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Substance Abuse and Mental Health Services Administration
Falling Through the Safety Net: Low Income Single Mothers in the Jobless Recovery
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When President Clinton signed the welfare reform bill that created Temporary Assistance for Needy Families (TANF) in 1996, the country was poised to benefit from one of the strongest labor markets in decades. Now Congress is preparing to reauthorize TANF, but rather than being on the brink of robust labor market growth, the country is mired in a jobless recovery. Because of this weak job market, low-income single mothers are having a much harder time finding work than they did in the first four years of welfare reform.1 The unemployment rate for low-income single mothers has risen more than the overall rate, and their real incomes—low to begin with—have fallen. Historically, when the economy hit a recession, the social safety net caught those families with few resources who were exposed to the vicissitudes of a downturn. Yet the national TANF caseload has not increased, and low-income single mothers actually received less from public assistance, on average, in 2001 than in 2000.2 While the U.S. unemployment insurance system picked up many job losers (Primus 2002), it is unlikely that former welfare recipients made it onto those rolls (Boushey and Wenger 2003). Yet the debate over TANF reauthorization continues to pay insufficient attention to the facts about the labor market and the safety net’s inadequate response to the needs of low-income, mother-only families. First, it appears clear that TANF is not functioning effectively in the current recession, as public assistance income has fallen even while jobless rates among the target population have risen sharply. Second, rather than recognizing that the current labor market is less able to absorb TANF recipients, the bill that recently passed the House of Representatives imposes stricter work requirements on participants. Instead of fixing the holes in the safety net that have become apparent in the recession, the bill raises the barriers to participation in TANF and provides inadequate funding to meet the growing need for income support. And when the economy eventually revives and unemployment begins to fall, this bill will still exacerbate the difficult situation faced by low-income single mothers. (Authors)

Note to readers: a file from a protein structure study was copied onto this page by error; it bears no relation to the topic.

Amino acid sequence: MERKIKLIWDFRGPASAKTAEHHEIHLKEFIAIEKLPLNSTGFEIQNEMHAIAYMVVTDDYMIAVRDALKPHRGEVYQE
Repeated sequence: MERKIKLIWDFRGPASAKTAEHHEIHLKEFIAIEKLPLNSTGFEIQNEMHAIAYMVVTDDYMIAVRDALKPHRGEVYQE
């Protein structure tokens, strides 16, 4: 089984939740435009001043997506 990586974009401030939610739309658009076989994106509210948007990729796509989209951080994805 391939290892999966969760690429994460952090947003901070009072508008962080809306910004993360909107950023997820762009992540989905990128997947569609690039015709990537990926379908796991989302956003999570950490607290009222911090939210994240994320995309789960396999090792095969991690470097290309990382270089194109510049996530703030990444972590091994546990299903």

Brief
2003
Washington, D.C.